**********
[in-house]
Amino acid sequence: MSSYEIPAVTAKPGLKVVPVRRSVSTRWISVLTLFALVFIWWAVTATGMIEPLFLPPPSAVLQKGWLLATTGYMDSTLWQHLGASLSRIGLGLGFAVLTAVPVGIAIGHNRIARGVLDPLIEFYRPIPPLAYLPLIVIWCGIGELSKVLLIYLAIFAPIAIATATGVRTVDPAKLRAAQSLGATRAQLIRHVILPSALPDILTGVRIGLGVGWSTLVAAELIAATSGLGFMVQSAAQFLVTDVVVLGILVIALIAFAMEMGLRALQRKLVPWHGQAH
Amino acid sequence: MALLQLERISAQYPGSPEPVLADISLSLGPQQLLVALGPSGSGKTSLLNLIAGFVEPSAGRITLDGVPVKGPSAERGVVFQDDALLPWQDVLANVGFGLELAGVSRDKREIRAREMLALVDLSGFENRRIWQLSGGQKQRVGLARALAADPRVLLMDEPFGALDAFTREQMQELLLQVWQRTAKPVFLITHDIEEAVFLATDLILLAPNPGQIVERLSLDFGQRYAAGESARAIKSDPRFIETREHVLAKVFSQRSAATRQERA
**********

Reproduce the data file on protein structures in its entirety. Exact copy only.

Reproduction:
[in-house]
Amino acid sequence: MSSYEIPAVTAKPGLKVVPVRRSVSTRWISVLTLFALVFIWWAVTATGMIEPLFLPPPSAVLQKGWLLATTGYMDSTLWQHLGASLSRIGLGLGFAVLTAVPVGIAIGHNRIARGVLDPLIEFYRPIPPLAYLPLIVIWCGIGELSKVLLIYLAIFAPIAIATATGVRTVDPAKLRAAQSLGATRAQLIRHVILPSALPDILTGVRIGLGVGWSTLVAAELIAATSGLGFMVQSAAQFLVTDVVVLGILVIALIAFAMEMGLRALQRKLVPWHGQAH
Amino acid sequence: MALLQLERISAQYPGSPEPVLADISLSLGPQQLLVALGPSGSGKTSLLNLIAGFVEPSAGRITLDGVPVKGPSAERGVVFQDDALLPWQDVLANVGFGLELAGVSRDKREIRAREMLALVDLSGFENRRIWQLSGGQKQRVGLARALAADPRVLLMDEPFGALDAFTREQMQELLLQVWQRTAKPVFLITHDIEEAVFLATDLILLAPNPGQIVERLSLDFGQRYAAGESARAIKSDPRFIETREHVLAKVFSQRSAATRQERA